I was on my own.
In pick-up basketball, you change teams frequently unless you
are on the winning team. Unfortunately I am sorry to say I was
not the "Alpha" player on the court. For
one thing, I was handicapped by my inability to shoot from the
I said earlier, I could not hit an outside shot to save
Now without my favorite
3-point shot beyond the arc or my medium range jumper, I only
had two other ways to score - drive to the basket or post up
close to the basket. Since
the other team had a 6' 4" jumping jack
named Josh guarding the basket,
my chances of scoring close to the basket on a post-up were
pretty limited because he could block my
shot with ease. That
meant the only way I could score was to drive the ball to the
hoop for a lay-up and hope the big guy
wouldn't get there in time.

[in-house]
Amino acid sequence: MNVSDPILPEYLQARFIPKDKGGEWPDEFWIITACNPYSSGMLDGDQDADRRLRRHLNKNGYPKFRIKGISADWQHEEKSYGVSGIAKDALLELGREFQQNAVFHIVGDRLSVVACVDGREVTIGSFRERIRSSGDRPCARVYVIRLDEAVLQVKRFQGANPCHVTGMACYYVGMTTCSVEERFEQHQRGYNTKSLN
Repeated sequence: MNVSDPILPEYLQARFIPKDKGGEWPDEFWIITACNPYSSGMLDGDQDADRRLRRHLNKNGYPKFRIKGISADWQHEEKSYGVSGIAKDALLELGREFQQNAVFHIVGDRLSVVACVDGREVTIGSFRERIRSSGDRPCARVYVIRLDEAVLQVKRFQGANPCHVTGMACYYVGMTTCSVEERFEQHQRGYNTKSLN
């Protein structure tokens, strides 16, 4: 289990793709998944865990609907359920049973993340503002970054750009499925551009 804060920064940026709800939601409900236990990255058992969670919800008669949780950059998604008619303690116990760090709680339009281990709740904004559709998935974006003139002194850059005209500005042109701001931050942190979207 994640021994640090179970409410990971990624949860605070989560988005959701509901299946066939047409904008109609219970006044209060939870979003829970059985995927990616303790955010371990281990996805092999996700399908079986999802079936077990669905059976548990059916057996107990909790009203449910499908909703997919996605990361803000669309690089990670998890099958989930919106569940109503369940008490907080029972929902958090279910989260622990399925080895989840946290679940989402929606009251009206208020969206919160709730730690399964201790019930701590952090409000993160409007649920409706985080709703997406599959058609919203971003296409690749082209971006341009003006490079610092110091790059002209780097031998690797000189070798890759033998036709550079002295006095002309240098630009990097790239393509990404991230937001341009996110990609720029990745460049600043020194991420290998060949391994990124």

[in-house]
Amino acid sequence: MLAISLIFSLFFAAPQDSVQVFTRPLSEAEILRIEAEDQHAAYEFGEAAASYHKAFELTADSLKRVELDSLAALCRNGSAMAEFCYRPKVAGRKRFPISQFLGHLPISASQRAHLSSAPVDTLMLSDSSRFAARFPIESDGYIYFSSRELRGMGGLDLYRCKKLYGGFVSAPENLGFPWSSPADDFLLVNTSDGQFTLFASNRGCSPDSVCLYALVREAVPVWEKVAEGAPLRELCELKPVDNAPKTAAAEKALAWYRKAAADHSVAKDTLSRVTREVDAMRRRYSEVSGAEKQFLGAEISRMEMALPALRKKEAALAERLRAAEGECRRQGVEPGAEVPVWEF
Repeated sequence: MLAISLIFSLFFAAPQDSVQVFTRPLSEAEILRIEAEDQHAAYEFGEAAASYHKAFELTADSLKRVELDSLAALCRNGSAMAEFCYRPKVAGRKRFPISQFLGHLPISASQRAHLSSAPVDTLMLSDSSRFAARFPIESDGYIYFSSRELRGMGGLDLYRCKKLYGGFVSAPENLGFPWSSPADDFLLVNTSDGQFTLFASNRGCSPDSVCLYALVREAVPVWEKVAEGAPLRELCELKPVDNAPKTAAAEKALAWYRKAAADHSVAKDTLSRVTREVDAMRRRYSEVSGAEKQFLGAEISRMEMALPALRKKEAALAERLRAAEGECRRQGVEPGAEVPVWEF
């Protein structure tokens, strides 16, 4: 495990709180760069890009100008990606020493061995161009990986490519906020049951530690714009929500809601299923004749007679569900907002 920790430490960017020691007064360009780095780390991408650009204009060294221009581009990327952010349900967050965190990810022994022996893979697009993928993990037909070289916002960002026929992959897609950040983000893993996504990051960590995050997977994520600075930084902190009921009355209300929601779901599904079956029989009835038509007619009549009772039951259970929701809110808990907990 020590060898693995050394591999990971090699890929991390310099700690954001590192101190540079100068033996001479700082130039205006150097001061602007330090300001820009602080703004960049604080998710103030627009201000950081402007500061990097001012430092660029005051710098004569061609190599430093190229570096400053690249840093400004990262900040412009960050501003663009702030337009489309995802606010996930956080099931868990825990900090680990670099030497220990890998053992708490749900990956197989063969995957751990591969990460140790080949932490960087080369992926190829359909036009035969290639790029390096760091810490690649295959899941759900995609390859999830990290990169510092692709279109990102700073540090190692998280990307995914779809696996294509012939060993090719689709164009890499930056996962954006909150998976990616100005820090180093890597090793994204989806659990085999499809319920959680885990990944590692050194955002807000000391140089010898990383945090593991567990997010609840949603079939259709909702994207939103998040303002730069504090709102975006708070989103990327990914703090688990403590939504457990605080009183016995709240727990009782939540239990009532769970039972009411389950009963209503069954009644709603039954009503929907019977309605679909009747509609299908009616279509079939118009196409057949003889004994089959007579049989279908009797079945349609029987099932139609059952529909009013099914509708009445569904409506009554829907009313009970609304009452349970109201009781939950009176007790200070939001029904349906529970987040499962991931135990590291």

I found myself matched up with a 17-year old named Greg. He
had been on my team earlier and I had been very impressed with
his ability. He was a gifted athlete who not only had the
quickness to drive to the hoop, but he could make an outside
shot even in the wind. How he did it I
didn't know, but I was definitely envious.
One of the other kids said
Greg was a starter on his high
school basketball team.
Now due to the rotation of teams, I
found myself guarding
him and he was guarding me. Greg was
5' 10", just 2 inches shorter than me, but I had a 50-pound
weight advantage. He was slender while
I was… well, let's just say I was bigger.
When you are bigger, basketball wisdom says
take the ball to the hole. That's exactly what I decided
to do. I got the ball and immediately drove to
the basket. My guess is that Greg did not realize I am
left-handed because somehow I
managed to blow right past him. I had a clear path to the goal.
Just as I was about to shoot an uncontested lay-up, Greg
pushed me in the back with both hands. I went flying!
I was scared because there were all kinds
of obstacles behind the net and I was up in the air completely
out of control. Sure enough I landed very
awkwardly and hit something. My heel caught the edge of a
wooden bench riveted behind
the net and I tripped. Now even more
out of control, I spun and fell